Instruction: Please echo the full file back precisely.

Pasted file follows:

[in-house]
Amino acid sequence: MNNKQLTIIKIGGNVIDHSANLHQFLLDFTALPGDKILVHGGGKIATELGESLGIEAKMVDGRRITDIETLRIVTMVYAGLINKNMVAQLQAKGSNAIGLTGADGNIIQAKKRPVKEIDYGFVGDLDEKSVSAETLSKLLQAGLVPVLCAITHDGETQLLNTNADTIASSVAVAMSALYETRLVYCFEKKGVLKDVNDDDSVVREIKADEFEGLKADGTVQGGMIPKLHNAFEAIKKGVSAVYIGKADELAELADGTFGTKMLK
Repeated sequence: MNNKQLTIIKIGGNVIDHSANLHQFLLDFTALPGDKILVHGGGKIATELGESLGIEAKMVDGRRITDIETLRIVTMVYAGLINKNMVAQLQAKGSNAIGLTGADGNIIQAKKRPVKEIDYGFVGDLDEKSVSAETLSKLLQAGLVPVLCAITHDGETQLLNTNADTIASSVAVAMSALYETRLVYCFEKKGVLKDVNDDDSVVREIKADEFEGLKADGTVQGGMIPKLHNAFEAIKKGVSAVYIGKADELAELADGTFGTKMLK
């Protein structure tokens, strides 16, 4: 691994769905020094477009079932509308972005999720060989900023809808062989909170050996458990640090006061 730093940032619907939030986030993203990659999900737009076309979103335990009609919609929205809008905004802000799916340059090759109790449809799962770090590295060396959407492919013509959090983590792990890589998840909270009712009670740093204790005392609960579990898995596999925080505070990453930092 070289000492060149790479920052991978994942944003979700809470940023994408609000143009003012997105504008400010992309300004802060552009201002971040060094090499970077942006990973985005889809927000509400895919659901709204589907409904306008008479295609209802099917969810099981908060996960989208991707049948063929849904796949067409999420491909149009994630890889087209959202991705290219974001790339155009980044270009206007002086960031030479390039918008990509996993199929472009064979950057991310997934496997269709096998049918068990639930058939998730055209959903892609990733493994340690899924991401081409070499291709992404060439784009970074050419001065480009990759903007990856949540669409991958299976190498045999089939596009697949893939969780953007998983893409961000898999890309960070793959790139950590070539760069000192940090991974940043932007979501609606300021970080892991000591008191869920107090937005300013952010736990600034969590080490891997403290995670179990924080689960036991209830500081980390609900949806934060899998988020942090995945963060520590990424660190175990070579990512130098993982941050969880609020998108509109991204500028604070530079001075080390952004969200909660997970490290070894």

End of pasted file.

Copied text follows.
[in-house]
Amino acid sequence: MNNKQLTIIKIGGNVIDHSANLHQFLLDFTALPGDKILVHGGGKIATELGESLGIEAKMVDGRRITDIETLRIVTMVYAGLINKNMVAQLQAKGSNAIGLTGADGNIIQAKKRPVKEIDYGFVGDLDEKSVSAETLSKLLQAGLVPVLCAITHDGETQLLNTNADTIASSVAVAMSALYETRLVYCFEKKGVLKDVNDDDSVVREIKADEFEGLKADGTVQGGMIPKLHNAFEAIKKGVSAVYIGKADELAELADGTFGTKMLK
Repeated sequence: MNNKQLTIIKIGGNVIDHSANLHQFLLDFTALPGDKILVHGGGKIATELGESLGIEAKMVDGRRITDIETLRIVTMVYAGLINKNMVAQLQAKGSNAIGLTGADGNIIQAKKRPVKEIDYGFVGDLDEKSVSAETLSKLLQAGLVPVLCAITHDGETQLLNTNADTIASSVAVAMSALYETRLVYCFEKKGVLKDVNDDDSVVREIKADEFEGLKADGTVQGGMIPKLHNAFEAIKKGVSAVYIGKADELAELADGTFGTKMLK
């Protein structure tokens, strides 16, 4: 691994769905020094477009079932509308972005999720060989900023809808062989909170050996458990640090006061 730093940032619907939030986030993203990659999900737009076309979103335990009609919609929205809008905004802000799916340059090759109790449809799962770090590295060396959407492919013509959090983590792990890589998840909270009712009670740093204790005392609960579990898995596999925080505070990453930092 070289000492060149790479920052991978994942944003979700809470940023994408609000143009003012997105504008400010992309300004802060552009201002971040060094090499970077942006990973985005889809927000509400895919659901709204589907409904306008008479295609209802099917969810099981908060996960989208991707049948063929849904796949067409999420491909149009994630890889087209959202991705290219974001790339155009980044270009206007002086960031030479390039918008990509996993199929472009064979950057991310997934496997269709096998049918068990639930058939998730055209959903892609990733493994340690899924991401081409070499291709992404060439784009970074050419001065480009990759903007990856949540669409991958299976190498045999089939596009697949893939969780953007998983893409961000898999890309960070793959790139950590070539760069000192940090991974940043932007979501609606300021970080892991000591008191869920107090937005300013952010736990600034969590080490891997403290995670179990924080689960036991209830500081980390609900949806934060899998988020942090995945963060520590990424660190175990070579990512130098993982941050969880609020998108509109991204500028604070530079001075080390952004969200909660997970490290070894």